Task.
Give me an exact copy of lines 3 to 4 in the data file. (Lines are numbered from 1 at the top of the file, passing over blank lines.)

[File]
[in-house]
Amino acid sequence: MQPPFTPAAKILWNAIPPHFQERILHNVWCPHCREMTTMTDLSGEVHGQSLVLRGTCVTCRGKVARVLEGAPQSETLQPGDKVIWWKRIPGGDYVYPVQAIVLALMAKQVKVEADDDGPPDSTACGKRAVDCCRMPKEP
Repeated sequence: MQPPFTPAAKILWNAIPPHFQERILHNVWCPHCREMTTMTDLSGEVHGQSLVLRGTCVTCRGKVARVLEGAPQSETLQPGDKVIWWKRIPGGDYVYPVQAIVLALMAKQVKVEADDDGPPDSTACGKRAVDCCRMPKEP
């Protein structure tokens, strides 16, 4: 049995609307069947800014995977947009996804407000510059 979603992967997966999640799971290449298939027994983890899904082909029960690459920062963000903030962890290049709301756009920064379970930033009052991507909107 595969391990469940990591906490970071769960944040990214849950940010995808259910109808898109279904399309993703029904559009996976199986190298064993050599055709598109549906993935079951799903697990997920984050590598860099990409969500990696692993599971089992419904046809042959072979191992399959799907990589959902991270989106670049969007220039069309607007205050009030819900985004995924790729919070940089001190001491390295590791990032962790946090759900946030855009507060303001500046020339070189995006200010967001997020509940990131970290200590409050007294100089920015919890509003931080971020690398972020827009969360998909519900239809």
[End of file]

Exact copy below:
Repeated sequence: MQPPFTPAAKILWNAIPPHFQERILHNVWCPHCREMTTMTDLSGEVHGQSLVLRGTCVTCRGKVARVLEGAPQSETLQPGDKVIWWKRIPGGDYVYPVQAIVLALMAKQVKVEADDDGPPDSTACGKRAVDCCRMPKEP
């Protein structure tokens, strides 16, 4: 049995609307069947800014995977947009996804407000510059 979603992967997966999640799971290449298939027994983890899904082909029960690459920062963000903030962890290049709301756009920064379970930033009052991507909107 595969391990469940990591906490970071769960944040990214849950940010995808259910109808898109279904399309993703029904559009996976199986190298064993050599055709598109549906993935079951799903697990997920984050590598860099990409969500990696692993599971089992419904046809042959072979191992399959799907990589959902991270989106670049969007220039069309607007205050009030819900985004995924790729919070940089001190001491390295590791990032962790946090759900946030855009507060303001500046020339070189995006200010967001997020509940990131970290200590409050007294100089920015919890509003931080971020690398972020827009969360998909519900239809």